Most part of my programming years I was cruising on a board of IDE. Beside short dwellings into an old school editors like Emacs or Vim I kept loyal to IDEs. IDE are caring, capable and well, integrated into process. But everything starts to fell apart when you need to mess around with web applications. So VSCode and it’s plugins system comes to rescue.

When it comes to build tools, Elixir has a really decent one. mix is one of the best build tools I have ever worked with. Without further ado, lets introduce mix into VSCode tasks.

Basic VSCode Elixir setup includes JakeBecker’s Elixir Language Server plugin. Which can format code, inline build errors and much more.

Also plugin somewhat provides ability to interact with mix test, but it requires a bit of tuning.

Setup Tasks

VSCode can interact with external tooling via so called tasks. Tasks is nothing else but json config file which lives at .vscode/tasks.json. Here’s a basic tests setup.

{
  // See https://go.microsoft.com/fwlink/?LinkId=733558
  // for the documentation about the tasks.json format
  "version": "2.0.0",
  "tasks": [
    {
      "label": "mix test",
      "type": "shell",
      "command": "mix",
      "args": [
        "test",
        "--color",
        "--trace"
      ],
      "options": {
        "cwd": "${workspaceRoot}",
        "requireFiles": [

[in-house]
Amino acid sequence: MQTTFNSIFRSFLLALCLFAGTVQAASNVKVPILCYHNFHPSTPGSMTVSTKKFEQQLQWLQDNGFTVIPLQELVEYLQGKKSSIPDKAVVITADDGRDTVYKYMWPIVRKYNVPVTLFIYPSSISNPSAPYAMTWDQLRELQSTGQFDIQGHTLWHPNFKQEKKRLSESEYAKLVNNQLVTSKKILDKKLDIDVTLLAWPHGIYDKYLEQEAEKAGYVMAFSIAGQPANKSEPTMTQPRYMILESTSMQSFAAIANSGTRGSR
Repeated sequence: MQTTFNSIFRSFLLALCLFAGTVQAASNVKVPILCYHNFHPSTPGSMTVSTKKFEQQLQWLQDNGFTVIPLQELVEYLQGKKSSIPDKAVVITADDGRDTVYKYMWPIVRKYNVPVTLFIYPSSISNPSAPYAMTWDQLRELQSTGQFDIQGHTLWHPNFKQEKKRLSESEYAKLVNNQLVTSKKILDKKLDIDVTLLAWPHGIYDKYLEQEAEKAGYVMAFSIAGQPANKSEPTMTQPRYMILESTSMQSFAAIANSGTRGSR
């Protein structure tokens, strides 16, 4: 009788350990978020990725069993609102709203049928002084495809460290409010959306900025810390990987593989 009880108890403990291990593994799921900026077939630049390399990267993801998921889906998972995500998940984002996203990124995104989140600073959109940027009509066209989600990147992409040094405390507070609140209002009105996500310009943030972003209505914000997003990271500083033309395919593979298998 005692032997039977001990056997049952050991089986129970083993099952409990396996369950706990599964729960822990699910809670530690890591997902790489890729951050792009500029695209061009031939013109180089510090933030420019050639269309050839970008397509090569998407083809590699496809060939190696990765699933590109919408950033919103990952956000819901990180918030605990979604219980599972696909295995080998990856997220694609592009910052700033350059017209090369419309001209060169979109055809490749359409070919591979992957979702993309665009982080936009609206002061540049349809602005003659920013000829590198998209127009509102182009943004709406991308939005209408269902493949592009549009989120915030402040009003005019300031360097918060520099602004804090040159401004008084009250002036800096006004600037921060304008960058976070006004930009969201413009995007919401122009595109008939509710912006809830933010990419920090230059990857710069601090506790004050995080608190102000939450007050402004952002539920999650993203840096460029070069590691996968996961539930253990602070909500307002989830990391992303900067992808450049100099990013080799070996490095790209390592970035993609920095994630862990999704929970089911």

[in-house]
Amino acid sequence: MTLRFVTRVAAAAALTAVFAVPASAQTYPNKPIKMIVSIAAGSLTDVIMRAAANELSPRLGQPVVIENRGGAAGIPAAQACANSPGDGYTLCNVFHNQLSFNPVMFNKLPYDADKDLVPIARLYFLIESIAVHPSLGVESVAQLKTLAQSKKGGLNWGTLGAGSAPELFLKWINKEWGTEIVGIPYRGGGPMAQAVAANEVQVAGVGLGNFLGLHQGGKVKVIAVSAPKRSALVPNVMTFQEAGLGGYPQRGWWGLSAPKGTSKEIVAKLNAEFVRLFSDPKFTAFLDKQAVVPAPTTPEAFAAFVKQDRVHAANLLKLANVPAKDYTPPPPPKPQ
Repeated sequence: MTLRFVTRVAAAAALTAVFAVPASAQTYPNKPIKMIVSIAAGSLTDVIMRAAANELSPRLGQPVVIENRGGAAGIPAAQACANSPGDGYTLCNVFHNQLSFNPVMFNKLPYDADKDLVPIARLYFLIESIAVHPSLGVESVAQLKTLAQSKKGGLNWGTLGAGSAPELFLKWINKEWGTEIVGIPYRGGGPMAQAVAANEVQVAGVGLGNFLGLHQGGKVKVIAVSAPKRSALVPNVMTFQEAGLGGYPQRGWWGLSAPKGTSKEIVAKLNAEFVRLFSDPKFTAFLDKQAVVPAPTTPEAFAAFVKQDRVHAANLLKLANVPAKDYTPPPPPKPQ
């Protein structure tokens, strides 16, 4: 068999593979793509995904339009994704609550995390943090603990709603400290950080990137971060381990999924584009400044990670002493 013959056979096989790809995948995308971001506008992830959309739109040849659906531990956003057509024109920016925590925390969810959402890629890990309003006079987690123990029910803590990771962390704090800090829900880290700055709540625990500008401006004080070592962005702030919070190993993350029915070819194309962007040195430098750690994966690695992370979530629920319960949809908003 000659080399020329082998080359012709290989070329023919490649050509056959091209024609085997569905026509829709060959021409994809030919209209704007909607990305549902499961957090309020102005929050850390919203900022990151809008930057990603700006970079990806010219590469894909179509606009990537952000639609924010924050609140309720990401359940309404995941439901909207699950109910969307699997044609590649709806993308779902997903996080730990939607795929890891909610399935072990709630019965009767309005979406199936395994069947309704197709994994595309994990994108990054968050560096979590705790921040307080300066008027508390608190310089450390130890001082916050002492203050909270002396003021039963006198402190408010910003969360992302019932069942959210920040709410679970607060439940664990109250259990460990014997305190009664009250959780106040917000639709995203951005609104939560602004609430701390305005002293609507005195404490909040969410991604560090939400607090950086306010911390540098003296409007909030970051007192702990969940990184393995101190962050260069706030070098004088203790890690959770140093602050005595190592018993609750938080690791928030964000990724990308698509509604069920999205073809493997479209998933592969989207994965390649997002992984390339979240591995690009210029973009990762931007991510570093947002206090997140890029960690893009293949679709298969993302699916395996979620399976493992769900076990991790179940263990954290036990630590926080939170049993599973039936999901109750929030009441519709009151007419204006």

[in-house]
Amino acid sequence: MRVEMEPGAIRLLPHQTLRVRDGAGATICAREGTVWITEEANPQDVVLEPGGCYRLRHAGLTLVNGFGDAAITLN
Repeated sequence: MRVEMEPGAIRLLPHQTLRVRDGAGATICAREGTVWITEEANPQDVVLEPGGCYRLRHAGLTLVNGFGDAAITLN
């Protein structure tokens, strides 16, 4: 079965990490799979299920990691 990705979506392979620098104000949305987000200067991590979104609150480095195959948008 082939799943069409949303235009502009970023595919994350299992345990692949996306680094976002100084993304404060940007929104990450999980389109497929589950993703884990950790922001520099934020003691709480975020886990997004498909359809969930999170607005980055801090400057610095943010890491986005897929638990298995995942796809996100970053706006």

"test/**/test_helper.exs",
          "test/**/*_test.exs"
        ],
      },
      "problemMatcher": "$mixTestFailure"
    }
  ]
}

Now we can use > Tasks: Run Tasks from command pallet, pick mix test and see test results. Cool.

Let’s do a quick glance at task:

  • "command": "mix" use terminal mix command with args:
    • test - launch project tests
    • --color - everyone loves colored output, if you don’t just remove it
    • --trace - provides detailed test output
  • "options": - setup command launch options like pwd and preconditions to run it
  • "problemMatcher": "$mixTestFailure" - helps to inline mix test output into VSCode UI. Matcher provided by JakeBecker’s ElixirLS plugin. Matcher itself is nothing more than bunch of regexes.

Now we know what all this task things were about.

But mix can do much more. Like launch specific test or all tests from one file, or launch only tagged tests. Lets explore that a bit:

{
  "label": "mix test item",
  "type": "shell",
  "command": "mix",
  "args": [
    "test",
    "${relativeFile}:${lineNumber}",
    "--color",
    "--trace"
  ],
  "options": {
    "cwd": "${workspaceRoot}",
    "requireFiles": [
      "test/**/test_helper.exs",
      "test/**/*_test.exs"
    ],
  },
  "problemMatcher": "$mixTestFailure"
}

Task should look familiar to previous one apart from "${relativeFile}:${lineNumber}" line, which tells mix to run test from cursor line.

Swap it to "${relativeFile}" and now we can run all tests from current file. Add --only debug option to run only tagged @tag :debug tests. Awesome.

Setup Shortcuts

So, we have an ability to run tests in all imaginable ways, but launching them from ``> Tasks: Run Tasks` menu quickly becomes mundane. One thing we can do to straightforward process is to provide task shortcut.

Use > Preferences: Open Keyboard Shortcuts (JSON) to jump to keyboard shortcuts file and assign task key combination:

  {
    "key": "alt+t",
    "command": "workbench.action.tasks.runTask",
    "args": "mix all"
  },
  {
    "key": "alt+shift+t",
    "command": "workbench.action.tasks.runTask",
    "args": "mix test item"
  }

Here we’re specifying which task to run from tasks.json file via passing task’s "label" value into "args" value.

Just look at that little shortcut that we have now :)

Summary

I hope that post has cleared situation around VSCode tasks and simplifies your daily test routine. Happy testing and keep it up :)